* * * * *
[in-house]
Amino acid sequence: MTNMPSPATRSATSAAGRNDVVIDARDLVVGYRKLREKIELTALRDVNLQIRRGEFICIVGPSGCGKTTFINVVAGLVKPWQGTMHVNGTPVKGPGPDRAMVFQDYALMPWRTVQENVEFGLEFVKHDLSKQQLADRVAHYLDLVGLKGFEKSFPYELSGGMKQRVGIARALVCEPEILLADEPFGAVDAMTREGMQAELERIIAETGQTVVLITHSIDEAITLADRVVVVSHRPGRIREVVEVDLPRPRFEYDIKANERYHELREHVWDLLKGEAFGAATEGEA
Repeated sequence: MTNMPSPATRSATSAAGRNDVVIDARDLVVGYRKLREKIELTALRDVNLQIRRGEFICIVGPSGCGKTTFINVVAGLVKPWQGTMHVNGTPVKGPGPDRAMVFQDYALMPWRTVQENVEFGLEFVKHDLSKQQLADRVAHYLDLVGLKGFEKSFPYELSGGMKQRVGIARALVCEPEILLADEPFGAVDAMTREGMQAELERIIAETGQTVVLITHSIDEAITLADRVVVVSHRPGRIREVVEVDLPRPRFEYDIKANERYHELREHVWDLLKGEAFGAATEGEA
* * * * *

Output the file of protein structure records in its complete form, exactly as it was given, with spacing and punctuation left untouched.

[in-house]
Amino acid sequence: MTNMPSPATRSATSAAGRNDVVIDARDLVVGYRKLREKIELTALRDVNLQIRRGEFICIVGPSGCGKTTFINVVAGLVKPWQGTMHVNGTPVKGPGPDRAMVFQDYALMPWRTVQENVEFGLEFVKHDLSKQQLADRVAHYLDLVGLKGFEKSFPYELSGGMKQRVGIARALVCEPEILLADEPFGAVDAMTREGMQAELERIIAETGQTVVLITHSIDEAITLADRVVVVSHRPGRIREVVEVDLPRPRFEYDIKANERYHELREHVWDLLKGEAFGAATEGEA
Repeated sequence: MTNMPSPATRSATSAAGRNDVVIDARDLVVGYRKLREKIELTALRDVNLQIRRGEFICIVGPSGCGKTTFINVVAGLVKPWQGTMHVNGTPVKGPGPDRAMVFQDYALMPWRTVQENVEFGLEFVKHDLSKQQLADRVAHYLDLVGLKGFEKSFPYELSGGMKQRVGIARALVCEPEILLADEPFGAVDAMTREGMQAELERIIAETGQTVVLITHSIDEAITLADRVVVVSHRPGRIREVVEVDLPRPRFEYDIKANERYHELREHVWDLLKGEAFGAATEGEA